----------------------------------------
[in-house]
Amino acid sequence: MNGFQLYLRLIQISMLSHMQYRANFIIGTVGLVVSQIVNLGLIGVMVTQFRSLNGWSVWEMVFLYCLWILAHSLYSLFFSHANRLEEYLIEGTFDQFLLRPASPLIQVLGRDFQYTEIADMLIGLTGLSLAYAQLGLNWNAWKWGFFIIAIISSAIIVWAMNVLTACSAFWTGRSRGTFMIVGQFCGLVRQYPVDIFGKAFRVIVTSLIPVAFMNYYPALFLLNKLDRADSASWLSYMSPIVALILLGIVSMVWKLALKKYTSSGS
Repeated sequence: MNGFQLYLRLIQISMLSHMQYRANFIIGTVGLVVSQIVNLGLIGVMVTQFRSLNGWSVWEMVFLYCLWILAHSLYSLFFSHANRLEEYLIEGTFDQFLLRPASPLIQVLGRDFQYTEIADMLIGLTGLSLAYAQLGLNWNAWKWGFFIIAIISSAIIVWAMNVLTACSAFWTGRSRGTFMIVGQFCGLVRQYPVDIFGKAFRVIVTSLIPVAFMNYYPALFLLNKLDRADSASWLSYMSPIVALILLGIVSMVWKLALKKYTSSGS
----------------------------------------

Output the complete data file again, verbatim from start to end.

[in-house]
Amino acid sequence: MNGFQLYLRLIQISMLSHMQYRANFIIGTVGLVVSQIVNLGLIGVMVTQFRSLNGWSVWEMVFLYCLWILAHSLYSLFFSHANRLEEYLIEGTFDQFLLRPASPLIQVLGRDFQYTEIADMLIGLTGLSLAYAQLGLNWNAWKWGFFIIAIISSAIIVWAMNVLTACSAFWTGRSRGTFMIVGQFCGLVRQYPVDIFGKAFRVIVTSLIPVAFMNYYPALFLLNKLDRADSASWLSYMSPIVALILLGIVSMVWKLALKKYTSSGS
Repeated sequence: MNGFQLYLRLIQISMLSHMQYRANFIIGTVGLVVSQIVNLGLIGVMVTQFRSLNGWSVWEMVFLYCLWILAHSLYSLFFSHANRLEEYLIEGTFDQFLLRPASPLIQVLGRDFQYTEIADMLIGLTGLSLAYAQLGLNWNAWKWGFFIIAIISSAIIVWAMNVLTACSAFWTGRSRGTFMIVGQFCGLVRQYPVDIFGKAFRVIVTSLIPVAFMNYYPALFLLNKLDRADSASWLSYMSPIVALILLGIVSMVWKLALKKYTSSGS